If you put aside the fact that I still need to do a gymnastics move worthy of Lara herself to take a screenshot, I have a workable system now, but uh…is it just me, or was this all a helluva lot harder than it should have been? It feels like I’ve taken all the frustration and tedium inherent in the early games of this series and tripled it, all in a uniquely personal way. For a moment during this whole process, I believe I began to hate Steam, Tomb Raider, and even Lara herself, but that’s all passed now. I think. Probably. Mostly I just hate the Steam controller. But hey, I can take screenshots now, as long as I don’t pull a muscle in my thigh!

Thank you to those of you who have joined me for this sad tale of trying to play old video games in 2018; we now return to your regularly scheduled level write-up.

Raiding the Clubhouse

Ironically, considering everything I went through to take screenshots, there wasn’t much in this level that I wanted to take a picture of. Venice is a much prettier level, and a more iconic one t’boot, but I find this one more fun to play. We’re inside Marco Bartoli’s personal stronghold, so the “where are all the civilians?” concern no longer applies; besides, we see more than enough muscular henchman for the area to feel populated. The only really strong, memorable idea in the level is the chandelier-hopping sequence, but somehow, even when you’re solving typical, bread-and-butter Tomb Raider puzzles, there’s something appealing about this level to me.

Despite my enjoyment of this level, I think this might here might be the dumbest looking trap in all of  the Tomb Raider games. These sword-swinging robots just look totally out of place in Bartoli’s mansion. Makes me feel extra-stupid when I time it wrong and get Lara cut in half by one of them.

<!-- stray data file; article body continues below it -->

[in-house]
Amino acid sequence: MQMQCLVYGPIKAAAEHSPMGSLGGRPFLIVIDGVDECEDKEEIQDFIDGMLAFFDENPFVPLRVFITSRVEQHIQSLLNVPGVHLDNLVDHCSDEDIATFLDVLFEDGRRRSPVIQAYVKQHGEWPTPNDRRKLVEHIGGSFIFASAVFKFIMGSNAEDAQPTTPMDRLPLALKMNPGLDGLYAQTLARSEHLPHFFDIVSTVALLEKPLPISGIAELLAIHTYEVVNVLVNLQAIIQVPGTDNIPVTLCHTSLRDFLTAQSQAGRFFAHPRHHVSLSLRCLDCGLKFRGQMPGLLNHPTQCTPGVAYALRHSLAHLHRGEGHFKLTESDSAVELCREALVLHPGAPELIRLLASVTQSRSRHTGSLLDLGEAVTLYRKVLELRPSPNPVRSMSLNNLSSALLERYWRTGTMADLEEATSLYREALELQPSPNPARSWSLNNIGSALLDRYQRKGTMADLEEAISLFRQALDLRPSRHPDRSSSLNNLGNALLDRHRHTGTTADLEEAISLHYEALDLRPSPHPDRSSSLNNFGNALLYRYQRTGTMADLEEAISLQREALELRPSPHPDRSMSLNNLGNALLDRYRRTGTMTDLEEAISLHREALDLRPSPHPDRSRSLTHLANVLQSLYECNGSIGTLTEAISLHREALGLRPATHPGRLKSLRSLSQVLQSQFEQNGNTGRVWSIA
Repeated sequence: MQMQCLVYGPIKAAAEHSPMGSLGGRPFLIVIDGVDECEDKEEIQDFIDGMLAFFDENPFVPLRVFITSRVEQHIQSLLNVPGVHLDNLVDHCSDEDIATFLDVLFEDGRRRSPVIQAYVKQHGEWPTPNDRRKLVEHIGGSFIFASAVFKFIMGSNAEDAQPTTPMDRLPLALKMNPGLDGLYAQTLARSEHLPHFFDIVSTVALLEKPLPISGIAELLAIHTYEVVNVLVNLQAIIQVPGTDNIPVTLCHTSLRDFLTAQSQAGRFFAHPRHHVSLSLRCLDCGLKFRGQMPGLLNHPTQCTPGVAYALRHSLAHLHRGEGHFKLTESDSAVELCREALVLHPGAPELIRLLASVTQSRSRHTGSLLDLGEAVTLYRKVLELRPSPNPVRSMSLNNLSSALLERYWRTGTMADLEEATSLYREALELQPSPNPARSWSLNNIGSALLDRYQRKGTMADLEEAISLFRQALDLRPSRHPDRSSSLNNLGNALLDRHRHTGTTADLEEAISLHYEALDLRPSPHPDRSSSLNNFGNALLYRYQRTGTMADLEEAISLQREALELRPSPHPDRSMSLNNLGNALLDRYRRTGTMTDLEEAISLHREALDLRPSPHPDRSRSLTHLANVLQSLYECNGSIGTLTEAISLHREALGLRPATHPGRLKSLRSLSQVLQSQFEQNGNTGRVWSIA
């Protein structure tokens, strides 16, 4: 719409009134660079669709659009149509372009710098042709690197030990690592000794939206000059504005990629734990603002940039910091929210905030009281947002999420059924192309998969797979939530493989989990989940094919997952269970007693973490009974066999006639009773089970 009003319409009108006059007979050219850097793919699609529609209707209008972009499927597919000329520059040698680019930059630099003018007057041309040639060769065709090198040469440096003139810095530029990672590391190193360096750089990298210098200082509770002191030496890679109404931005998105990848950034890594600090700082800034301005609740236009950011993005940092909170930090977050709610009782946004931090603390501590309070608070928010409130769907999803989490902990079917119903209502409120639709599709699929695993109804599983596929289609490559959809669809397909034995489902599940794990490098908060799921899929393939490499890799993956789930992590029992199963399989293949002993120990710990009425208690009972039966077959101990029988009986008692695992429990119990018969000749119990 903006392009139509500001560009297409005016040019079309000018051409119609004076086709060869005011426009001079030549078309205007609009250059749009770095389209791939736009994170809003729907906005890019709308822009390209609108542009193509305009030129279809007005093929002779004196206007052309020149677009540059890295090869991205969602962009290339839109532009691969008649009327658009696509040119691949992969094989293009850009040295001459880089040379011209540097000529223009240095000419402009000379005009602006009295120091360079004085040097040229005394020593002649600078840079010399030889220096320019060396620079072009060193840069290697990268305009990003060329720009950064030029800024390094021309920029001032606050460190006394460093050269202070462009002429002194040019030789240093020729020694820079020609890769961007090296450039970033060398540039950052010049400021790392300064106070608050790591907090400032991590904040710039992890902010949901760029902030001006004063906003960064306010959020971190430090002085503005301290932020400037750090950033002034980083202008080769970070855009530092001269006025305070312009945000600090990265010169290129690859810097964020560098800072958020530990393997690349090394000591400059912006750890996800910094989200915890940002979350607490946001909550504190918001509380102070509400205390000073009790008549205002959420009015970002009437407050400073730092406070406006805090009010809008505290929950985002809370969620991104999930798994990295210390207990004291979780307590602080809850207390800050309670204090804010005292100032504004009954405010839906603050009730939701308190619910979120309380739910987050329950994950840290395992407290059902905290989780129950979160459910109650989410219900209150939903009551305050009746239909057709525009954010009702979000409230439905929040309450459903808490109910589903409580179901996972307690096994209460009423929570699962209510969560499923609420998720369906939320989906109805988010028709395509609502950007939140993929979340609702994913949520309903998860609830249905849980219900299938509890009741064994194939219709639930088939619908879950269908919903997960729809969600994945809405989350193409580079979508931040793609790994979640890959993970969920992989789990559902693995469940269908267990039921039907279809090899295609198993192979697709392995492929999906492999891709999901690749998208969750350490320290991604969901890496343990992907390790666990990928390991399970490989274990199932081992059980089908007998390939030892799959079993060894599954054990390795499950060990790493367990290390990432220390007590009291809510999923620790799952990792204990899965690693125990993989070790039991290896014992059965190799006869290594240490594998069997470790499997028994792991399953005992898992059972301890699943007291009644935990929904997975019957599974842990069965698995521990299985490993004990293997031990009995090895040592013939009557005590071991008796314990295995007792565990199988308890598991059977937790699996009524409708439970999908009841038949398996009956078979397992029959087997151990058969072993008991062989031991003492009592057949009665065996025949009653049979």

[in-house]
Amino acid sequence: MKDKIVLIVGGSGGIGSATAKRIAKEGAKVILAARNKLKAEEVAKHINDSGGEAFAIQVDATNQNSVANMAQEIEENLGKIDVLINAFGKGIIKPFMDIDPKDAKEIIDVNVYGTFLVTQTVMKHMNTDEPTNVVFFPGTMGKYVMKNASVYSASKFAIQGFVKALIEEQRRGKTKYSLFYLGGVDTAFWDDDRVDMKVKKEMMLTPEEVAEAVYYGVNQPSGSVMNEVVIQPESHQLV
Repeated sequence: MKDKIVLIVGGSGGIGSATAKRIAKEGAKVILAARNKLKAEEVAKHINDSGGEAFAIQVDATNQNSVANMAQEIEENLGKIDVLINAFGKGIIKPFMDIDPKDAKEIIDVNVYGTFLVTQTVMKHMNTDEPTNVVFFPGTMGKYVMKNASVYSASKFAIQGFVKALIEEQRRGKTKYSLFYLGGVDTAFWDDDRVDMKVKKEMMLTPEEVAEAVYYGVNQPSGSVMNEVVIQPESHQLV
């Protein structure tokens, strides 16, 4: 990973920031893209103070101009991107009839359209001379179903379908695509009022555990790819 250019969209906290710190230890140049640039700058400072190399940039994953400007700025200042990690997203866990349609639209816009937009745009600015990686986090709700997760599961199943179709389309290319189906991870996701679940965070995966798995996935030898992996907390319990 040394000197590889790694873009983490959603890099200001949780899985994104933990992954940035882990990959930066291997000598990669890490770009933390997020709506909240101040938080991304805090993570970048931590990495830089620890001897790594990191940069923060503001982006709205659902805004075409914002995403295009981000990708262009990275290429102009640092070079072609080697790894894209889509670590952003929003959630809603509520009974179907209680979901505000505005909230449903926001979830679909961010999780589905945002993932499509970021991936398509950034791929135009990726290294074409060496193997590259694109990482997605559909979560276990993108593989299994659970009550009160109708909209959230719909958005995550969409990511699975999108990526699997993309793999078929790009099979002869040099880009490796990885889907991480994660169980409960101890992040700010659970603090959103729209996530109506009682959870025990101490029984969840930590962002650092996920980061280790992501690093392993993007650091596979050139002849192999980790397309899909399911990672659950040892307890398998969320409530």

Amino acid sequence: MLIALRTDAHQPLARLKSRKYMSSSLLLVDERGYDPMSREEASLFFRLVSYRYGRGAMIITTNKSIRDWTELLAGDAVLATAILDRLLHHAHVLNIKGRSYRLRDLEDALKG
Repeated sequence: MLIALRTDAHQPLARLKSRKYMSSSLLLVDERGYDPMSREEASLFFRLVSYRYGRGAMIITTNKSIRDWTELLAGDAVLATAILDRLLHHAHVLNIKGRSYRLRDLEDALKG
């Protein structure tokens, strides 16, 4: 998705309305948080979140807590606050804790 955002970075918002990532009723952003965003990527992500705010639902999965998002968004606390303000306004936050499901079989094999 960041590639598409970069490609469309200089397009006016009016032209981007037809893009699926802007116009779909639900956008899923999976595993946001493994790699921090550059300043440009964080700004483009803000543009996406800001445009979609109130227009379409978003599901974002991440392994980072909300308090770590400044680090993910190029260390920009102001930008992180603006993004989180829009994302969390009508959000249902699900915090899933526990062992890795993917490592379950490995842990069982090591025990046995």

Maybe it’s because the difficulty balance finally feels right– we may still be fighting a ton of gun-toting baddies, but it’s a lot easier to take them on in this terrain than in the watery canals of Venice. I think TRII starts out a bit too hard, and this level is where the difficulty eases up a bit and allows you to get your bearings. The level also strikes a good balance of giving you decent-sized areas to explore at your own pace, while still having linear parts to move things along briskly.

When I first played this game as a teen I didn’t realize that you could totally bypass these blade traps by jumping into the water; now it seems very obvious. I hate this burner trap though, it’s like a redux of the Palace Midas burner trap only with no grandeur.

There’s also something kind of fun about knowing that you’re in Bartoli’s house, jumping on his furniture and taking his stuff. It’s like the guy posted a “No girls Allowed in Treehouse!” sign on his front door, and Lara just ripped it off and went through without a care in the world.

Library Raider

This game has a pretty sparse script, so we don’t get to learn a whole lot about Bartoli; we probably learn more about him from exploring his home in this one level than anywhere else in the game. I know he’s a crazy, power-hungry cultist dude who just wants to become a dragon, but I’m beginning to think the guy might have hidden depths; no one who has such an awesome library can possibly be all bad.

The whole sequence of climbing up library shelves, shooting out windows, frolicking in the garden and canal outside, then going back into the library to solve more puzzles is an example of the kind of thing that this game does really well; putting several different types of surroundings adjacent to each other, and letting you jump around between them before any of them have a chance to wear out their welcome. All of the TR games do that to an extent, but when TRII is firing on all cylinders, it’s really good at making you leave and reenter the same space about 40 times without even minding that you’re doing it.

At one point I screwed up the resolution and went to widescreen, making Lara look like she just gained 50 pounds. Lara dear, I know those Italian pastries are delicious, but please put down the cannoli! We have work to do.

There’s one thing I want to call attention to here, something that I’ve never understood: the uzis hidden in a pool of water towards the end of the level. Why is this not a secret? Like, you should pick up a dragon, hear a little “ding!” sound and then get the uzis, but no, they’re just there, lying on the ground, as if this is a totally normal pickup. Then when you get the actual Jade Dragon, all you get is shotgun shells or whatever. It’s like the uzis are openly mocking the entire concept of secrets, and I’m not sure how to feel about this. Respect the sanctity of the secret, developers.